In Arkansas, “Stand Your Ground” legislation (S.B. 24) was recently passed by both houses of the Arkansas legislature and signed into law by Gov. Asa Hutchinson (R). This NRA-backed legislation removes the legal need for a citizen to retreat in the face of an attacker. The previous legal standard in Arkansas required that a person under attack or threatened with attack must first attempt to flee or retreat before the person could use deadly force against his or her attacker.
While there were some exceptions to the current Arkansas law, some form of retreat was generally mandated before the intended victim could legally defend themselves. Immediately resorting to force in the face of an attack could (and did) land intended victims in court with various criminal and civil charges.
“This allows the leveling of the field, so everyone gets the same consideration when you go to that court of law,” Rep. Marcus Richmond (R) told the Associated Press.
“That’s the purpose of this self-defense bill, to allow you to defend yourself and not necessarily go to jail when you had no choice because you only had seconds to make that decision.”
“Laws should favor victims—not criminals, as they do now,” said Matt Herriman, NRA state director for Arkansas. “When crimes occur, victims have little time to decide the best course of action for survival. They should not be required to run away or face prosecution for defending themselves. This measure is common sense. Anyone who opposes it puts the interests of the criminal above the interests of the victim.”
“This important legislation is a huge step forward for self-defense rights and law-abiding gun owners in the Land of Opportunity! Thirty-four other states have passed Stand Your Ground laws allowing their citizens to more effectively protect themselves, instead of forcing unnecessary risks upon them. Senate Bill 24 specifically uses language similar to that of Florida’s law, which is seen as the gold-standard,” the NRA Institute for Legislative Action said.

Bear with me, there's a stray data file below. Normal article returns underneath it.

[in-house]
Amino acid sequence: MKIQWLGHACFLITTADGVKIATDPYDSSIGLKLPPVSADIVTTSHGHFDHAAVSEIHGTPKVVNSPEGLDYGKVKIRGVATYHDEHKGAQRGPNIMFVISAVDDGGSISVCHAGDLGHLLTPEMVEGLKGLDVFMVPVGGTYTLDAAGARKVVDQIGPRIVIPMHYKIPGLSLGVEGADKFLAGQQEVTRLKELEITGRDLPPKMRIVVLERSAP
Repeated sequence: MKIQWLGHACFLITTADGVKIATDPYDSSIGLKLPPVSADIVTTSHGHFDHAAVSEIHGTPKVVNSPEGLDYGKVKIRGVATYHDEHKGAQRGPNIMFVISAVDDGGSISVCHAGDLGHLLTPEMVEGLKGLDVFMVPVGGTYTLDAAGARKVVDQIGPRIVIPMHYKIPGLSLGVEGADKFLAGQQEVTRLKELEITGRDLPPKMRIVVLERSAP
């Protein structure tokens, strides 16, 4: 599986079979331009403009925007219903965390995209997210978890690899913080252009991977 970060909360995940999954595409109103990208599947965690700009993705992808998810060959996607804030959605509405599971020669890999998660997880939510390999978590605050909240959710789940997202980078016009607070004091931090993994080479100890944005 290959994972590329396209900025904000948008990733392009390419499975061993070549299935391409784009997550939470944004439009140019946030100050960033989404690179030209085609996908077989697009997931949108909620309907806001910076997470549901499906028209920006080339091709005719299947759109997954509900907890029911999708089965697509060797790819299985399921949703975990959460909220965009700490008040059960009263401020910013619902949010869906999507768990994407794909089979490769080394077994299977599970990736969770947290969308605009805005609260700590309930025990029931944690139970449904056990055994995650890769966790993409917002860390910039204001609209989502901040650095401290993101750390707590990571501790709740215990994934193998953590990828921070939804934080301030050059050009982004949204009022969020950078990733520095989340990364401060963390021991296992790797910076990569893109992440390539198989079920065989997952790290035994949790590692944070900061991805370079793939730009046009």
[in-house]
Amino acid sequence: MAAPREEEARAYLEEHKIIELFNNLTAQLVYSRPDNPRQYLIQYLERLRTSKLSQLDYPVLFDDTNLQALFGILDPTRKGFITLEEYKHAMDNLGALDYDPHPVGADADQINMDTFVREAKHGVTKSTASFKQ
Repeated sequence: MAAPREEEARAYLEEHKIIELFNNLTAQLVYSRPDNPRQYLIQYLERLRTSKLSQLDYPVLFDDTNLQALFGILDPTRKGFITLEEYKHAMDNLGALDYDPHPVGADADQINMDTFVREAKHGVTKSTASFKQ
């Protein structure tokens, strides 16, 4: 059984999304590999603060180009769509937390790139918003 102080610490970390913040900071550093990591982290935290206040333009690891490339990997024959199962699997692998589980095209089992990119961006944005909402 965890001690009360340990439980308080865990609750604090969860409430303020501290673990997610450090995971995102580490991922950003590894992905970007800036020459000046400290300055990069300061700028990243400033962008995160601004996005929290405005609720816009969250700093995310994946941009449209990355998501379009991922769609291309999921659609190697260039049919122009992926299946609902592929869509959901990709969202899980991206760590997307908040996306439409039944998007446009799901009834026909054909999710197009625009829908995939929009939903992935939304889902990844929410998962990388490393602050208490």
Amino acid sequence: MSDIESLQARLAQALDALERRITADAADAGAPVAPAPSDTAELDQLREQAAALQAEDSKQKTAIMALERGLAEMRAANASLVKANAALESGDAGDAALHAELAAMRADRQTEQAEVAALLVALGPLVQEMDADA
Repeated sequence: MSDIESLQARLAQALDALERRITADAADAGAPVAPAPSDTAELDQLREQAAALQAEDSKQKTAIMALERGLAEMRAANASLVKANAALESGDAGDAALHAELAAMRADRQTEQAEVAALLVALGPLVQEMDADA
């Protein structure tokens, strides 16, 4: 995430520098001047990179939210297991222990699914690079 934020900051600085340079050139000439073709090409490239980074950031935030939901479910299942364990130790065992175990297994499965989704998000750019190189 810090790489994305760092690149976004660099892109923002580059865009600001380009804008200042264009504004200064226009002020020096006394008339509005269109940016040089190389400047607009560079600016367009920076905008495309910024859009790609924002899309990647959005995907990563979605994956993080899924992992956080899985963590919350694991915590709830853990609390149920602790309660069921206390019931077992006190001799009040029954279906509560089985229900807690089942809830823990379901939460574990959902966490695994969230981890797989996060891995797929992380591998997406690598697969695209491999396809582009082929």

“It is time that Arkansas move past the politics and provide clarity for good citizens who just wish to protect themselves and others,” said Sen. Bob Ballinger (R), as S.B. 24 moved through the legislative process. “Over the last few years, a group of legislators went to work with prosecutors, self-defense advocacy groups and law enforcement to craft the right stand your ground legislation for Arkansas.”
In his 2001 book, Armed: New Perspectives on Gun Control, Florida State Professor of Criminology Gary Kleck addressed the efficacy of armed self-defense. When citing crime victimization data, Kleck determined that “[v]ictims who used guns were less likely to be injured than crime victims who did not resist.”
The practical ability of average Americans to meet violent crime with armed self-defense has improved substantially since Professor Kleck first began his research, as more and more states have improved access to concealed-carry permits, have added “Castle Doctrine” laws (legal doctrines that grant certain immunities to persons defending themselves within their abodes), and addressed Stand Your Ground issues.
NRA-ILA summed it up this way: “When presented with a reasonable threat of death or grievous bodily harm, free individuals have the right to defend themselves with deadly force. This right is inherent to all people, preexists any government and is not dependent upon the Second Amendment, which codifies the right to armed self-defense in the U.S. Constitution.”